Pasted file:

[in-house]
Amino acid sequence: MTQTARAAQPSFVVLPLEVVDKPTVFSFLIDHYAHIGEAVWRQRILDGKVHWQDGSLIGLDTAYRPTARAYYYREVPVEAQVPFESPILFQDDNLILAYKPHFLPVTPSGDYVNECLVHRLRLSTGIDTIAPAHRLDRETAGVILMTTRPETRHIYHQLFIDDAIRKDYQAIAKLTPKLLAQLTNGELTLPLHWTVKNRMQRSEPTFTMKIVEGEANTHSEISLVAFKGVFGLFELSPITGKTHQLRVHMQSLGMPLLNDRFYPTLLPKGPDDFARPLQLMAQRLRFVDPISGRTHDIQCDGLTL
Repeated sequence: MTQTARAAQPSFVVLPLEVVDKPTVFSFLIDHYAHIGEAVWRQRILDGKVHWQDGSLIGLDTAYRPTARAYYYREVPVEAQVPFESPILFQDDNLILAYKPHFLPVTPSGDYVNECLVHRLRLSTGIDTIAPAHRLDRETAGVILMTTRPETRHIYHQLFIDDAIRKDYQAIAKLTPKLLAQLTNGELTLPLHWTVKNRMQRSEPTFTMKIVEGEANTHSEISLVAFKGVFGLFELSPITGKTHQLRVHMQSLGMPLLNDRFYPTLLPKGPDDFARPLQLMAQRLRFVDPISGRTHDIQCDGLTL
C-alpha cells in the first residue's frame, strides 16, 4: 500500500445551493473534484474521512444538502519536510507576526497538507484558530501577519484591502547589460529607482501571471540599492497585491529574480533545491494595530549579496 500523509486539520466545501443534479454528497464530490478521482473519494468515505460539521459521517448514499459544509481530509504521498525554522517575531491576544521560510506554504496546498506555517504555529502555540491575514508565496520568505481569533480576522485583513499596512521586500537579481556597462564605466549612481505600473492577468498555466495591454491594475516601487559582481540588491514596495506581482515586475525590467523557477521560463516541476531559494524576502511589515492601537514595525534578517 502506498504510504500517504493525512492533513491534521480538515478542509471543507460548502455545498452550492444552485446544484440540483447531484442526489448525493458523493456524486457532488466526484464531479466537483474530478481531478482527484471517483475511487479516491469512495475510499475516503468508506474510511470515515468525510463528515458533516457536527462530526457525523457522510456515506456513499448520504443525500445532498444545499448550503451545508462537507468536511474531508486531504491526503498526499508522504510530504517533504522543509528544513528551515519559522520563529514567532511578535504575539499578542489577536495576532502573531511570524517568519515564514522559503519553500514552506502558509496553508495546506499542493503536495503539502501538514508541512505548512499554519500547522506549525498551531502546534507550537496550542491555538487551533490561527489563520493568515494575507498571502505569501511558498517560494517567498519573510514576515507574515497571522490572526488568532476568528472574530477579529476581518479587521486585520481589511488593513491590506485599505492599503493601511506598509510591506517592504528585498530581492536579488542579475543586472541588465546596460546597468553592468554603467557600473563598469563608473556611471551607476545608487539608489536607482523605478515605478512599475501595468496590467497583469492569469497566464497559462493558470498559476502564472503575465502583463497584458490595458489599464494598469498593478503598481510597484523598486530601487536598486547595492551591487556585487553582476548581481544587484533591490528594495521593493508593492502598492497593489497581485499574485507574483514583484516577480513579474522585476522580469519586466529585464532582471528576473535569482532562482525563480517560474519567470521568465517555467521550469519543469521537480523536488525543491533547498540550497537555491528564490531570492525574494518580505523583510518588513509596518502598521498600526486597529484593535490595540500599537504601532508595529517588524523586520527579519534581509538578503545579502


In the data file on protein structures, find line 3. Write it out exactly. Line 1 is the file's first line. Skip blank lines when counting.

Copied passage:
Repeated sequence: MTQTARAAQPSFVVLPLEVVDKPTVFSFLIDHYAHIGEAVWRQRILDGKVHWQDGSLIGLDTAYRPTARAYYYREVPVEAQVPFESPILFQDDNLILAYKPHFLPVTPSGDYVNECLVHRLRLSTGIDTIAPAHRLDRETAGVILMTTRPETRHIYHQLFIDDAIRKDYQAIAKLTPKLLAQLTNGELTLPLHWTVKNRMQRSEPTFTMKIVEGEANTHSEISLVAFKGVFGLFELSPITGKTHQLRVHMQSLGMPLLNDRFYPTLLPKGPDDFARPLQLMAQRLRFVDPISGRTHDIQCDGLTL